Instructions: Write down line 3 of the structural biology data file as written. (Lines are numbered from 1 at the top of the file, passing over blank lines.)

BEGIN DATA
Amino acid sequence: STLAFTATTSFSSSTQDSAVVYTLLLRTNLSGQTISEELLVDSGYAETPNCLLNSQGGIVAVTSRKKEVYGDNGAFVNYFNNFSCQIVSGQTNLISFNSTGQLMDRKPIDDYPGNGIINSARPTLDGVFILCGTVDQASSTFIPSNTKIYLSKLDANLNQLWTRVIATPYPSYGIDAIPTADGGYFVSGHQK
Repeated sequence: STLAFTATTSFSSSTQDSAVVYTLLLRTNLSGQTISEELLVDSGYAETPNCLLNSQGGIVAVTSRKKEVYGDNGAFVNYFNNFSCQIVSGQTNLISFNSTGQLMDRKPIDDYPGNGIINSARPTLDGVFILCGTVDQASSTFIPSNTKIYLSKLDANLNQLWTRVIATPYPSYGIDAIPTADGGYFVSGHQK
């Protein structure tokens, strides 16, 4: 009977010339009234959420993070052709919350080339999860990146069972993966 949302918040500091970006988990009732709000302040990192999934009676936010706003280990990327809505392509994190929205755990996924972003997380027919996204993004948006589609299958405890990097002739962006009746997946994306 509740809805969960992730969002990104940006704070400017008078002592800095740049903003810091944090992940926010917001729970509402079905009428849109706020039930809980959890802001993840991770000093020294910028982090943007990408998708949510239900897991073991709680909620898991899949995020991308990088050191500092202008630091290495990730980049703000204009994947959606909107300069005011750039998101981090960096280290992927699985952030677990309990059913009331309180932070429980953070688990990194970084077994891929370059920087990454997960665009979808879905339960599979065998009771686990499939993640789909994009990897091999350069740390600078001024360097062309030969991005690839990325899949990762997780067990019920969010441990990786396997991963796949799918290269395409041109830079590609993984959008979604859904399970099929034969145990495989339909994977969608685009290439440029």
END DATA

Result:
């Protein structure tokens, strides 16, 4: 009977010339009234959420993070052709919350080339999860990146069972993966 949302918040500091970006988990009732709000302040990192999934009676936010706003280990990327809505392509994190929205755990996924972003997380027919996204993004948006589609299958405890990097002739962006009746997946994306 509740809805969960992730969002990104940006704070400017008078002592800095740049903003810091944090992940926010917001729970509402079905009428849109706020039930809980959890802001993840991770000093020294910028982090943007990408998708949510239900897991073991709680909620898991899949995020991308990088050191500092202008630091290495990730980049703000204009994947959606909107300069005011750039998101981090960096280290992927699985952030677990309990059913009331309180932070429980953070688990990194970084077994891929370059920087990454997960665009979808879905339960599979065998009771686990499939993640789909994009990897091999350069740390600078001024360097062309030969991005690839990325899949990762997780067990019920969010441990990786396997991963796949799918290269395409041109830079590609993984959008979604859904399970099929034969145990495989339909994977969608685009290439440029």